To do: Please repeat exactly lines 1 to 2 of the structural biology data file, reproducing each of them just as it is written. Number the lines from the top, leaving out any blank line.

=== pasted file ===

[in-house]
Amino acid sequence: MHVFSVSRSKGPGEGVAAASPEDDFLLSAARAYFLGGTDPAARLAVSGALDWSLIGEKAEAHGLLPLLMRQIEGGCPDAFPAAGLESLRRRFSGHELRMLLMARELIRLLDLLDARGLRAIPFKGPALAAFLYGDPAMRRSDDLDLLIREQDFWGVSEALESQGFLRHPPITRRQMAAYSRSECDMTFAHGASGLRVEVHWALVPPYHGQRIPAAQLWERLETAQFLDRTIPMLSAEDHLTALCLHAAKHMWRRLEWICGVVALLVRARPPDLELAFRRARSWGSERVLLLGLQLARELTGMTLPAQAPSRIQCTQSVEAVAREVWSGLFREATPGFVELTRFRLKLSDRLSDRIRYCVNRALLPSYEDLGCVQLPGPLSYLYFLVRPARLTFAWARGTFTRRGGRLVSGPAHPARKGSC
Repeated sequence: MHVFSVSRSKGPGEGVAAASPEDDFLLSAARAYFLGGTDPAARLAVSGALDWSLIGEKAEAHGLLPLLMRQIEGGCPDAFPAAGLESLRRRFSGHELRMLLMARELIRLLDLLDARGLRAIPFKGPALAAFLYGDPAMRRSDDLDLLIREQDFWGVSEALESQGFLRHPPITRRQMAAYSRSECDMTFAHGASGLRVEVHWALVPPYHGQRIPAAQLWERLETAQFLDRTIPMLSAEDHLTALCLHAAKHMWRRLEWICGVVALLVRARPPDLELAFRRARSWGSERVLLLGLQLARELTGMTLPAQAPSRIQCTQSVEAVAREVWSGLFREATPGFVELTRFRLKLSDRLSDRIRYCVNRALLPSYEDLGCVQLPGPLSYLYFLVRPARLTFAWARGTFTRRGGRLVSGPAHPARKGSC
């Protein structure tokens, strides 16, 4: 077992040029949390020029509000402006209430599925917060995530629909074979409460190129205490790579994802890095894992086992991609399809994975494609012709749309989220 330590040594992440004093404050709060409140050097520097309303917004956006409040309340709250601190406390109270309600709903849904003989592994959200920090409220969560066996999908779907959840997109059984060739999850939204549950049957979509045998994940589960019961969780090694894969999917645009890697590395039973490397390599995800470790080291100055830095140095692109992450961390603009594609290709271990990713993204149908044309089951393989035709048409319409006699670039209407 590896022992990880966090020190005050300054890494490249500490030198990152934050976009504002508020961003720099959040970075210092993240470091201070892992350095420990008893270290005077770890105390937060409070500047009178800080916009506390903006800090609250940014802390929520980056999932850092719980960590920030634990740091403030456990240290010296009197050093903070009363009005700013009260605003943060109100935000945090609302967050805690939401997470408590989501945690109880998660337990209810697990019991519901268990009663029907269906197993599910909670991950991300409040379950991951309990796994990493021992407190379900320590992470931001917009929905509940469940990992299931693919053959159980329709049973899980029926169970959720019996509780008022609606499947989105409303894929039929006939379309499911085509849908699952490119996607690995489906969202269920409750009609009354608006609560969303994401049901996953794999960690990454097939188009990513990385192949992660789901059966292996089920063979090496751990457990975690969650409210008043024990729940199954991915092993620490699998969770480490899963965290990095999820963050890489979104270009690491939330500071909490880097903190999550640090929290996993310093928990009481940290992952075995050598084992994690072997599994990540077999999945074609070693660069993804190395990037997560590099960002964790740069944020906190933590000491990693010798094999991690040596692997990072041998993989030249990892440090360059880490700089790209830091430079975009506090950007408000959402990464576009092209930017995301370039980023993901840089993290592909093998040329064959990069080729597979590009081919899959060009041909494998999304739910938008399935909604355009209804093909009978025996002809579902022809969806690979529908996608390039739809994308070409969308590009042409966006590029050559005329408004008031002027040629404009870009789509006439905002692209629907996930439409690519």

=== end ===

[in-house]
Amino acid sequence: MHVFSVSRSKGPGEGVAAASPEDDFLLSAARAYFLGGTDPAARLAVSGALDWSLIGEKAEAHGLLPLLMRQIEGGCPDAFPAAGLESLRRRFSGHELRMLLMARELIRLLDLLDARGLRAIPFKGPALAAFLYGDPAMRRSDDLDLLIREQDFWGVSEALESQGFLRHPPITRRQMAAYSRSECDMTFAHGASGLRVEVHWALVPPYHGQRIPAAQLWERLETAQFLDRTIPMLSAEDHLTALCLHAAKHMWRRLEWICGVVALLVRARPPDLELAFRRARSWGSERVLLLGLQLARELTGMTLPAQAPSRIQCTQSVEAVAREVWSGLFREATPGFVELTRFRLKLSDRLSDRIRYCVNRALLPSYEDLGCVQLPGPLSYLYFLVRPARLTFAWARGTFTRRGGRLVSGPAHPARKGSC